APPEAL FROM THE DISTRICT COURT OF THE FIRST CIRCUIT (Case No. 1DTA-10-05325)
NOT FOR PUBLICATION IN WEST'S HAWAII REPORTS AND PACIFIC REPORTER
SUMMARY DISPOSITION ORDER
(By: Nakamura, Chief Judge, and Fujise and Leonard, JJ.)
Defendant-Appellant Brian A. Jones (Jones) appeals from the Judgment filed on October 4, 2011, in the District Court of the First Circuit (District Court).*fn1 Jones was charged by complaint with Operating a Vehicle Under the Influence of an Intoxicant (OVUII), in violation of Hawaii Revised Statutes (HRS) § 291E-61(a)(1) and/or (a)(3) (Supp. 2011). After a bench trial, he was found guilty of OVUII, in violation of HRS § 291E-61(a)(1) and HRS § 291E-61(a)(3).
On appeal, Jones argues that the District Court: (1) erred in denying his written and oral pretrial motions to dismiss the OVUII charge as deficient for failure to allege a mens rea, namely, that he committed the offense intentionally, knowingly, or recklessly; and (2) violated his right to testify by failing to properly advise him of that right pursuant to Tachibana v. State, 79 Hawaii 226, 900 P.2d 1293 (1995). For the reasons explained below, we vacate Jones's conviction and remand the case for further proceedings.
We resolve the arguments Jones raises on appeal as follows:
1. Based on the Hawaii Supreme Court's decision in
State v. Nesmith, 127 Hawaii 48, 61, 276 P.3d 617, 630 (2012), we conclude that the complaint was sufficient to charge OVUII in violation of HRS § 291E-61(a)(3), but was insufficient to charge OVUII in violation of HRS § 291E-61(a)(1). Thus, Plaintiff- Appellee State of Hawaii (State) was entitled to proceed to trial on the HRS § 291E-61(a)(3) violation.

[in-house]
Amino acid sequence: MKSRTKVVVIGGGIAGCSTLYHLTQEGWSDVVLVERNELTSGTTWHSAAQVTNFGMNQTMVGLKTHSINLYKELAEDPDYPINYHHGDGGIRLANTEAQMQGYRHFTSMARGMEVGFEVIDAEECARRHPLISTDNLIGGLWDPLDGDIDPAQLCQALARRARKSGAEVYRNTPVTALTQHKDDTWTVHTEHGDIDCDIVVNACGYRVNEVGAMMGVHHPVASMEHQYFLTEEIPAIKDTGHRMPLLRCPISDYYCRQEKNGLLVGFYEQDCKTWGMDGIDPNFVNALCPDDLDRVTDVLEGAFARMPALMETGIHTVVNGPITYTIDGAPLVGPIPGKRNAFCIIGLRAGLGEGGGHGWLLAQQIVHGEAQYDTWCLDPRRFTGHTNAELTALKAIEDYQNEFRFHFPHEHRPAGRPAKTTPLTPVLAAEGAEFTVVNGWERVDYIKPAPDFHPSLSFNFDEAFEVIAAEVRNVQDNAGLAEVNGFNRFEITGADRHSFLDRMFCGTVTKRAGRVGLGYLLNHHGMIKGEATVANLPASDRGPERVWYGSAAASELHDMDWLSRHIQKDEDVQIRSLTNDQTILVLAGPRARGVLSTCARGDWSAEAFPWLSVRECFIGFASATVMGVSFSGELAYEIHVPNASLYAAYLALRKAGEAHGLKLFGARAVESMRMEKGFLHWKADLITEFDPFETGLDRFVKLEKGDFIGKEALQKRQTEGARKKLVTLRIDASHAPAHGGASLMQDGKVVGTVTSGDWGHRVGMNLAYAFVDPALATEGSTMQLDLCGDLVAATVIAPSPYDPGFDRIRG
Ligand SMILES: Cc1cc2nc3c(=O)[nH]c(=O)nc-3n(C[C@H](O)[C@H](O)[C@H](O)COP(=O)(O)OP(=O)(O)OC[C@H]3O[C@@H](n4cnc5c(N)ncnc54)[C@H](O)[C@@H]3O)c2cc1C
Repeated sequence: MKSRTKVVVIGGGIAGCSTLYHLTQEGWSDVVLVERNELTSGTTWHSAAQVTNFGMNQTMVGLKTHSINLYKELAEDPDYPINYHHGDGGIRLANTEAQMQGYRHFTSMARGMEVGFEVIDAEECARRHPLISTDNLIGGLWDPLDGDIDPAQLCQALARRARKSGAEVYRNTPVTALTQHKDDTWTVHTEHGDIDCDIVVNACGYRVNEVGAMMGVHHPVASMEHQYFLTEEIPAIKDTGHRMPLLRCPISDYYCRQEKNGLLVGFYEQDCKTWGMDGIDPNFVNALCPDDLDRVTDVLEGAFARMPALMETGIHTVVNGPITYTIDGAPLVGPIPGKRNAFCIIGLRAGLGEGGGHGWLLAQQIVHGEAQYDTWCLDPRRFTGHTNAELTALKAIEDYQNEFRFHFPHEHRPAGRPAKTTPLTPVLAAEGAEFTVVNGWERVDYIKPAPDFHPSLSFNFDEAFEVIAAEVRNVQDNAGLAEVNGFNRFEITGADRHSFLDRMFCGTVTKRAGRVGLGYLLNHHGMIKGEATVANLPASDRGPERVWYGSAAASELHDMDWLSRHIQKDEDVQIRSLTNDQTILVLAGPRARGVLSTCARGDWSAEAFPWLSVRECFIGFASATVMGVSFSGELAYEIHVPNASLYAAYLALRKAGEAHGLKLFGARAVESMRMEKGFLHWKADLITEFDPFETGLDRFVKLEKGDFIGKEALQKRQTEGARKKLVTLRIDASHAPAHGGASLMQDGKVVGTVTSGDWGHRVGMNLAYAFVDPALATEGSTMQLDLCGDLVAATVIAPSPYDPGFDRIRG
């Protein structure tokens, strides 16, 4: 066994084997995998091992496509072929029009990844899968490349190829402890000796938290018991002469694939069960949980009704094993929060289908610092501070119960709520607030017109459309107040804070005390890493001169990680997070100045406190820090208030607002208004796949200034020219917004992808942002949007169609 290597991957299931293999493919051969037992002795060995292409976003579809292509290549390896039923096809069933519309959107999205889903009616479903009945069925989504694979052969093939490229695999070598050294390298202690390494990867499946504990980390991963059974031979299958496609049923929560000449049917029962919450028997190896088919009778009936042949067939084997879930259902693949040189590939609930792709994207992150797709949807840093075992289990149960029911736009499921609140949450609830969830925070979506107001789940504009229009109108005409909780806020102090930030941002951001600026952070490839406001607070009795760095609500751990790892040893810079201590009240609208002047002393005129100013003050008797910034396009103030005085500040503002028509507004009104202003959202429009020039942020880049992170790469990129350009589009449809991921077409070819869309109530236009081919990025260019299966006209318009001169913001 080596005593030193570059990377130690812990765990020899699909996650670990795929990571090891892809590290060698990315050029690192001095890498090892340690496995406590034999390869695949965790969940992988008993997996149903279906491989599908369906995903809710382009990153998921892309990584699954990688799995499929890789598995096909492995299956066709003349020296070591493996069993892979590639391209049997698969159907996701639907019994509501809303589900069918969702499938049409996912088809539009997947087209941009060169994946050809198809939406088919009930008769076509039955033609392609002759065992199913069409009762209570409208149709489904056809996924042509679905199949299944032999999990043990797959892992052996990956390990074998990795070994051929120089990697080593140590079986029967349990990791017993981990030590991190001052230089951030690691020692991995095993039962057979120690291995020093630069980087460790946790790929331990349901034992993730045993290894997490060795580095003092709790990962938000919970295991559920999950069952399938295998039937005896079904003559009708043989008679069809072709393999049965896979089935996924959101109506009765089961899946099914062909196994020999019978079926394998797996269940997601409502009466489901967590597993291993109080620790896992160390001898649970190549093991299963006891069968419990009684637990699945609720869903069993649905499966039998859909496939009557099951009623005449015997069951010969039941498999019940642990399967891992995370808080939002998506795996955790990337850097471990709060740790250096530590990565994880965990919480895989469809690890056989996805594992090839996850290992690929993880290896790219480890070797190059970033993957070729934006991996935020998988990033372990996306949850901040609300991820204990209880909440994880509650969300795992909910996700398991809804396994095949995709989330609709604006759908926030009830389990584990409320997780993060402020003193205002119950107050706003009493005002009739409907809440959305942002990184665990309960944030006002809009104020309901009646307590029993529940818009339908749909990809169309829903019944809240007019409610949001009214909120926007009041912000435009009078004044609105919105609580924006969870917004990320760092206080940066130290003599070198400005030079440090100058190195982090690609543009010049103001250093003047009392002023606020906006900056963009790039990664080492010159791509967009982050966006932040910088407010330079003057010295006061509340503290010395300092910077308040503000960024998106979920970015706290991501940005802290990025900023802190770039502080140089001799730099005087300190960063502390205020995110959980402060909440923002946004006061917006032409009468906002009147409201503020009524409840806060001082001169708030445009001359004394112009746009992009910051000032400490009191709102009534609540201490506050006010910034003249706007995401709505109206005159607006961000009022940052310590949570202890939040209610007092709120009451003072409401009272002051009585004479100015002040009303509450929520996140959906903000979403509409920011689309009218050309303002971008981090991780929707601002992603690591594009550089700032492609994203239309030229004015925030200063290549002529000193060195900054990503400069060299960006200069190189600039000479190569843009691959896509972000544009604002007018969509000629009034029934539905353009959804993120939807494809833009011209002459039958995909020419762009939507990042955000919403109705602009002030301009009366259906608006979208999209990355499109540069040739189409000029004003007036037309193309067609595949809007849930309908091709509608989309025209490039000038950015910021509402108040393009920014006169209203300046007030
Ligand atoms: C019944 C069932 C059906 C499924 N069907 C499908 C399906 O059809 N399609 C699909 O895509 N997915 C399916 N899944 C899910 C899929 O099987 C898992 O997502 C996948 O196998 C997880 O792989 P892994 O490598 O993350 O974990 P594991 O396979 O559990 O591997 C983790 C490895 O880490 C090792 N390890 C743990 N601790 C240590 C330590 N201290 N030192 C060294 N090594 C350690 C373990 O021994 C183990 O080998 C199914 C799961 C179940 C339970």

2. The State acknowledges that the District Court's colloquy at the end of trial was deficient in that there was no colloquy at the end of trial in which the District Court advised Jones of his Tachibana rights. We agree with the State's assessment that the District Court erred in failing to conduct a colloquy as required by Tachibana. The State, however, argues that the District Court's violation of Tachibana was harmless error. We are not persuaded by the State's harmless error argument. See State v. Hoang, 94 Hawaii 271, 279, 12 P.3d 371, 379 (App. 2000) (concluding in a case involving Tachibana error that "it is inherently difficult . . . to divine what effect a violation of the defendant's constitutional right to testify had on the outcome of any particular case"). Accordingly, we vacate Jones's OVUII conviction.
Based on the foregoing analysis, we vacate the October 4, 2011, Judgment of the District Court, and we remand the case for further proceedings consistent with this Summary Disposition Order.